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# What does a solution for one linear inequality look like? How is that different from a solution for one linear equation?

What does a solution for one linear inequality look like? How is that different from a solution for one linear equation?

A linear inequality in the plane is an expression of the form, for example, 4x-2y<3.
This may be rewritten in the form 2y>4x-3 or y>2x-3/2.  The y-values are all of those greater than those on the line y=2x-3/2.  The area defined by this is the part of the plane above, but not on the line y=2x-3/2.

For another example ax+by≤c, where a,b,c are real numbers.  Assume that b≠0 and have
by≤c-ax.  If b>0 then this becomes y≤-(a/b)x+c/b, and so refers to all of the points on or below the line y=-(a/b)x+c/b.
If b<0 then the inequality is reversed and is y≥-(a/b)x+c/b and refers to all the points on or above the line
y=-(a/b)x+c/b

Try the examples y>3 or x<2 yourself.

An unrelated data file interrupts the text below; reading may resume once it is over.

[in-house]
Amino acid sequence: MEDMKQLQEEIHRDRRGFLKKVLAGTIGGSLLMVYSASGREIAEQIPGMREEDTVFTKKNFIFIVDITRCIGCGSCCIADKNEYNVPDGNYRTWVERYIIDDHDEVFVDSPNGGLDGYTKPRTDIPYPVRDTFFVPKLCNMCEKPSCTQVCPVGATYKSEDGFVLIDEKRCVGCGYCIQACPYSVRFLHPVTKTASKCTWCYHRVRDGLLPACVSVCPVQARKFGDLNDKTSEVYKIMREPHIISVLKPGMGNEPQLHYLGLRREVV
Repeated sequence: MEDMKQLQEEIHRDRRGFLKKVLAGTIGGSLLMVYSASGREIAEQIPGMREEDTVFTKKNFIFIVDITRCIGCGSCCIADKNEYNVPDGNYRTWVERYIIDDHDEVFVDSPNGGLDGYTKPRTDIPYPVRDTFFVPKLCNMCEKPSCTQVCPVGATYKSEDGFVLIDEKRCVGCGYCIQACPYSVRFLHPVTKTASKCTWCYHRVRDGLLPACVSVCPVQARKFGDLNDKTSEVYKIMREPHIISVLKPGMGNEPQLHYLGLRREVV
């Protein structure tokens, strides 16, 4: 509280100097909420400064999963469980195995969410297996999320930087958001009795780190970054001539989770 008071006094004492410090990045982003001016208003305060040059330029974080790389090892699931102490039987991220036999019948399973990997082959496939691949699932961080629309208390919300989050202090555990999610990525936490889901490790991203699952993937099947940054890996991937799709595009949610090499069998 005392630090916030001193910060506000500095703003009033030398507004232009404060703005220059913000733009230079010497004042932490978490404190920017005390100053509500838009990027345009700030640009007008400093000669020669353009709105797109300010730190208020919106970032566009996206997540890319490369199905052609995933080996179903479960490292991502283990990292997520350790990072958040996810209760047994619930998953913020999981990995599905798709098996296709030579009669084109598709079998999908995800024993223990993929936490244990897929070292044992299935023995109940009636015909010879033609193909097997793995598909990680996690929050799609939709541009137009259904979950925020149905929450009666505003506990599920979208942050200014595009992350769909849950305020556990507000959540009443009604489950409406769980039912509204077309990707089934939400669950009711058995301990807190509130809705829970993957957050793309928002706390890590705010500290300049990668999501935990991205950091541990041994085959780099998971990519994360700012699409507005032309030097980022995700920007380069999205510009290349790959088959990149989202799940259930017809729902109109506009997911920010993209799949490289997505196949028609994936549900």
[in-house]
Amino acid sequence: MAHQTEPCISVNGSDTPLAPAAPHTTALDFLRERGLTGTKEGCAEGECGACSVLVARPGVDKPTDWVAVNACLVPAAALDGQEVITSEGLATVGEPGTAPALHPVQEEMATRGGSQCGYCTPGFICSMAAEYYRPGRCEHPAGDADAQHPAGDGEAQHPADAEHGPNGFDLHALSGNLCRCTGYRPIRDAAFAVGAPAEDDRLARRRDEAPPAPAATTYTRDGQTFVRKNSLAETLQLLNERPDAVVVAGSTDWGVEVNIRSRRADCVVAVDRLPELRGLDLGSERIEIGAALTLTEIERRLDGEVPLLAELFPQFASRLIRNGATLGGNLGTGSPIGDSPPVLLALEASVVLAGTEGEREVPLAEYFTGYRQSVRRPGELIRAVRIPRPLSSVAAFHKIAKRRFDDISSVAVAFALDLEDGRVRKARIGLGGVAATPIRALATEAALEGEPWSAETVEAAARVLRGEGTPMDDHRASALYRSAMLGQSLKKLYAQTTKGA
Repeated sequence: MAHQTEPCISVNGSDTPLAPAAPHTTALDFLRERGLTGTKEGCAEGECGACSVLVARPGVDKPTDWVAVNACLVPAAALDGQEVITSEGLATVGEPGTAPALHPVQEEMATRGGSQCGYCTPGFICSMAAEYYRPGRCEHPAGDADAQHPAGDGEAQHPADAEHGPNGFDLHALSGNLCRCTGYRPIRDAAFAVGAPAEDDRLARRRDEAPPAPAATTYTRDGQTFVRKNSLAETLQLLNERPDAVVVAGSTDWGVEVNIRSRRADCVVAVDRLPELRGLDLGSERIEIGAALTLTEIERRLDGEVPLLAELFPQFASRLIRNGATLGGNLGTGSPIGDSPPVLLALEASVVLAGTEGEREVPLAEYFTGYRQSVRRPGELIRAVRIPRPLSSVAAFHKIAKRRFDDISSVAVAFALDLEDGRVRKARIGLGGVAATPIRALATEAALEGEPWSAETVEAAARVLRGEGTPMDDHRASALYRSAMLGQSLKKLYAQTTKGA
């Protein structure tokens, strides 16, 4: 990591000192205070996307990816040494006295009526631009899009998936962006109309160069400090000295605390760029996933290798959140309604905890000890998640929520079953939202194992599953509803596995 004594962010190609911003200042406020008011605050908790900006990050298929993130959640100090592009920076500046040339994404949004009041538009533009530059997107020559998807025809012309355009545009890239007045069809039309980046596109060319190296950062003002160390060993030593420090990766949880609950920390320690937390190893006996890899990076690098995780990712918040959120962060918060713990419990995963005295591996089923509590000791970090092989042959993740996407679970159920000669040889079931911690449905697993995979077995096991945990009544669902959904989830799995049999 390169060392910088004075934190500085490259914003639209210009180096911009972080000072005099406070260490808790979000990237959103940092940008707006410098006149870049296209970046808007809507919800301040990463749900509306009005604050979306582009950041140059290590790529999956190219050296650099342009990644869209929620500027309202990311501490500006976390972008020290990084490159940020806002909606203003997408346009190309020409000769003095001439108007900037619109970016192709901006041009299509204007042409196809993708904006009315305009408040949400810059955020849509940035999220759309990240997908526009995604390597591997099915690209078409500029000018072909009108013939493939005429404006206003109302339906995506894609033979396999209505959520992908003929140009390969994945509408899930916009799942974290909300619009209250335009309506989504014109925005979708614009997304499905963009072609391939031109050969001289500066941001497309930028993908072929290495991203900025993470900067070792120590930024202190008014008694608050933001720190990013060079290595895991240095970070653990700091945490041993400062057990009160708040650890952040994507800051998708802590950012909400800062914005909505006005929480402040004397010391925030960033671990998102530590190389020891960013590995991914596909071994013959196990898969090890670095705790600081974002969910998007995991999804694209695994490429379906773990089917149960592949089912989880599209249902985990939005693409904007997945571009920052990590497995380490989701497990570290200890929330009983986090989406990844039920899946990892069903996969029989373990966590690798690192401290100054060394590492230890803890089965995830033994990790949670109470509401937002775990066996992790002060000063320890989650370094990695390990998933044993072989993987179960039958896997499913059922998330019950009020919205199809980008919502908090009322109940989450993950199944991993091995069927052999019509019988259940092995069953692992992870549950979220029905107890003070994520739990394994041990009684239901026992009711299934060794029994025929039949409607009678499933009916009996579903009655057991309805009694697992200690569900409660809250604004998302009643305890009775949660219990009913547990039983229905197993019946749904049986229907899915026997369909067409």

A linear equation specifies only the points on a line in the plane, and not an area in the plane.
Great question Elton!

First, lets talk about what linear means.  Linear means the rate of change of this line is not exponential and will never change, the slope will always remain the same at every point on this line.

A linear inequality will contain the greater than (>) or less than (<) symbols.  Where a linear equation will have an equal (=) sign instead.

Ex: x +3 > 5 => subtract 3 from both sides => x > 2.  All values greater than 2 will meet the criteria for this linear inequality.

The linear inequality solution will be a range of numbers as opposed to the linear equation will be one single number.

Ex: x + 3 = 5 => subtract 3 from both sides => x = 2.  Only the value of 2 meets the criteria and is the solution to this linear equation.